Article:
It appears that we are living in a post-Fukishima society. This has not been made clear in the news nor is it being snapchatted ad infinitum.

The book’s introduction to nuclear culture gives it to us left, right and centre and explains what has been right in front of us all along. The nuclear sites, the Anthropocene and the concept of radiation as a hyperobject are dissected to reveal what lies ahead in the future.

Photo courtesy of Arts Catalyst
Photo courtesy of Arts Catalyst

Editor Ele Carpenter has spent four years working on curatorial research that responds to the nuclear. 60 contributors comment, rage and exhibit work from anti-trident protests to Pazuzu, the Sumero-Assyrian demon of contagion, epidemic and dust.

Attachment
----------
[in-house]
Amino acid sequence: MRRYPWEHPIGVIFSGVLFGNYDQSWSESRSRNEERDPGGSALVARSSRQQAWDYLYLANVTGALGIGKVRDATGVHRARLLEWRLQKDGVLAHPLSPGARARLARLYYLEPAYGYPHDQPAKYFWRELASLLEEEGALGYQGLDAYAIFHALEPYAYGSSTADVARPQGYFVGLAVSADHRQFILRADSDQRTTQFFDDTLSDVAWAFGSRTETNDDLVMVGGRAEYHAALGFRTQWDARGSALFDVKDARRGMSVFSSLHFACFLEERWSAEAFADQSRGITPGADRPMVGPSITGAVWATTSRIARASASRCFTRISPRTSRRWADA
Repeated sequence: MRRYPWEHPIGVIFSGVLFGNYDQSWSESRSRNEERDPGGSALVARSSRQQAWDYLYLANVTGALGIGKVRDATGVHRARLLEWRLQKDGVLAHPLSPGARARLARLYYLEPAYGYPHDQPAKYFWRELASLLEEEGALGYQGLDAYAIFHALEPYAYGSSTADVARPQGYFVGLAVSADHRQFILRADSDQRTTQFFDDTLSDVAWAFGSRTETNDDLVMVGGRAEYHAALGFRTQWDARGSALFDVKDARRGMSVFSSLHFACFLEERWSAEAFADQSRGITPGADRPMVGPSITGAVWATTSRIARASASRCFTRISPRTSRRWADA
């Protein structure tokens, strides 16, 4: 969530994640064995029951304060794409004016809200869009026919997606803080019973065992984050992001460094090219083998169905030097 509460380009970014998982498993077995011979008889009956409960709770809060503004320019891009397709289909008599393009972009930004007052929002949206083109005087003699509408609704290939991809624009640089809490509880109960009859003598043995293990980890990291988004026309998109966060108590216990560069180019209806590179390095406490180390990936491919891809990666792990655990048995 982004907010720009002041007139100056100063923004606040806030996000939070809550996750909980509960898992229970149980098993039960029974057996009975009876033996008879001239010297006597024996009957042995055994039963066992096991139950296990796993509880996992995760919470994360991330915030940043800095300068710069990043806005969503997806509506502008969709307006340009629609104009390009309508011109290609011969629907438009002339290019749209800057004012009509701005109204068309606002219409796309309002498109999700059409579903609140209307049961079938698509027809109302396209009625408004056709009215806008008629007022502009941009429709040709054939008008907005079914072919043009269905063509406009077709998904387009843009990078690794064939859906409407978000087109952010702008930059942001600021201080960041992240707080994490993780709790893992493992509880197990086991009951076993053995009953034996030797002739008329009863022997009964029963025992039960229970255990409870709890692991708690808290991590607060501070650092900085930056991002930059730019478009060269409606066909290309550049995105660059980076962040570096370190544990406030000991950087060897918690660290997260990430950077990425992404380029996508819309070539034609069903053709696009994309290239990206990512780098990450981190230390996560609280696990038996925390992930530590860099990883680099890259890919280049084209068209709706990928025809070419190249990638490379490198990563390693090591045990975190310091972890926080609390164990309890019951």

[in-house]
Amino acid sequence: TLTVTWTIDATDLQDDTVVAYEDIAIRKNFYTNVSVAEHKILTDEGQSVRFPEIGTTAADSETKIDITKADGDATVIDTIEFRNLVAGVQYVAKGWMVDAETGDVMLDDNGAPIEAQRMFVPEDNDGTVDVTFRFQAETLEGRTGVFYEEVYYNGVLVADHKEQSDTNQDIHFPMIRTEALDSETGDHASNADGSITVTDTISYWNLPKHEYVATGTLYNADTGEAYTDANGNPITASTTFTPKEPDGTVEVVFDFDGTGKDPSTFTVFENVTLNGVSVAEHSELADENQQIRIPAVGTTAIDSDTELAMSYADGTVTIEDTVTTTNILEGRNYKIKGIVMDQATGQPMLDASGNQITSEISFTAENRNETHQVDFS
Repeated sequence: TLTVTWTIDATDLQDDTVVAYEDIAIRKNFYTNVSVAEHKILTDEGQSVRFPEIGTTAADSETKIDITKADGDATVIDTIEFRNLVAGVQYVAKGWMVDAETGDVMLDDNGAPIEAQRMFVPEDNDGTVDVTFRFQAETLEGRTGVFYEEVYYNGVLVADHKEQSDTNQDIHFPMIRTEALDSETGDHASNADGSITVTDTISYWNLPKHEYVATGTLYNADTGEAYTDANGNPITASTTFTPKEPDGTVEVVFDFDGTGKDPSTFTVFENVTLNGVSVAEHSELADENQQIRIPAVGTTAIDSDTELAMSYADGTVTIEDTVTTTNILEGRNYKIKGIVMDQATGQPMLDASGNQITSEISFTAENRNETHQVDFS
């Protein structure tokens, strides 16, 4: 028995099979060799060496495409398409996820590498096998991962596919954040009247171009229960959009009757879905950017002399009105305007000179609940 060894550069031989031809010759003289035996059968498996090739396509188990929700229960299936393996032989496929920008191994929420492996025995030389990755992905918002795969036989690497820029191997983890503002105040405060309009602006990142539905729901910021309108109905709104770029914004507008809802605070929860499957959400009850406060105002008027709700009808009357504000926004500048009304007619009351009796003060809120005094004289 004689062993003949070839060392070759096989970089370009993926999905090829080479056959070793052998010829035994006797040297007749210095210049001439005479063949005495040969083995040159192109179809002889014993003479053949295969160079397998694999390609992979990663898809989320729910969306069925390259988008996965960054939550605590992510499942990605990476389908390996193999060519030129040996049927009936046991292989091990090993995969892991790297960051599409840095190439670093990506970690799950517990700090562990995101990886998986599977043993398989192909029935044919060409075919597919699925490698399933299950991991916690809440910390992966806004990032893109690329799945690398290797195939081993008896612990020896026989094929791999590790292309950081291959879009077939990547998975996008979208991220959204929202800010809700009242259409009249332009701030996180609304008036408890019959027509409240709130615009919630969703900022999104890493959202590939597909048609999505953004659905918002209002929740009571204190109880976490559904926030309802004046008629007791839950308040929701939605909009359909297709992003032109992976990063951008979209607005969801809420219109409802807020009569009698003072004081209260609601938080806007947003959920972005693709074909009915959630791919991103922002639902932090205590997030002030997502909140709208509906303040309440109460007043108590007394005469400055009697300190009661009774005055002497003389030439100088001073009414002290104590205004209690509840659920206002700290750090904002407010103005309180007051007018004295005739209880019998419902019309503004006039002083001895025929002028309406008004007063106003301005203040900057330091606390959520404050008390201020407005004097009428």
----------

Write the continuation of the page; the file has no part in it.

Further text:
The sourcebook reads like a sublime atomic spectacle that baffles with every turn of the page. Art representing the nuclear economy is not a new thing but it has not been given the attention it deserves. In about 100 pages we traverse across the world from the highways of North America to the Energy Coast of the Northwest where artists Bryan McGovern and Robert Williams’s work ‘Cumbrian Alchemy’ explores the relationship between the nuclear mining and renewable energy. In their eyes, all we need is an Atomic priesthood to guide us through this society.

This book delivers to the reader the unthinkable and the unexplored. It is advisable not to expect solutions or any form of hope from this sourcebook but what it aims to give is a cultural understanding that things can and will get a lot worse. So, brace yourselves, allow it to hit you and think about coping.

Ele Carpenter’s The Nuclear Culture Source Book is published by black dog publishing at £24.95

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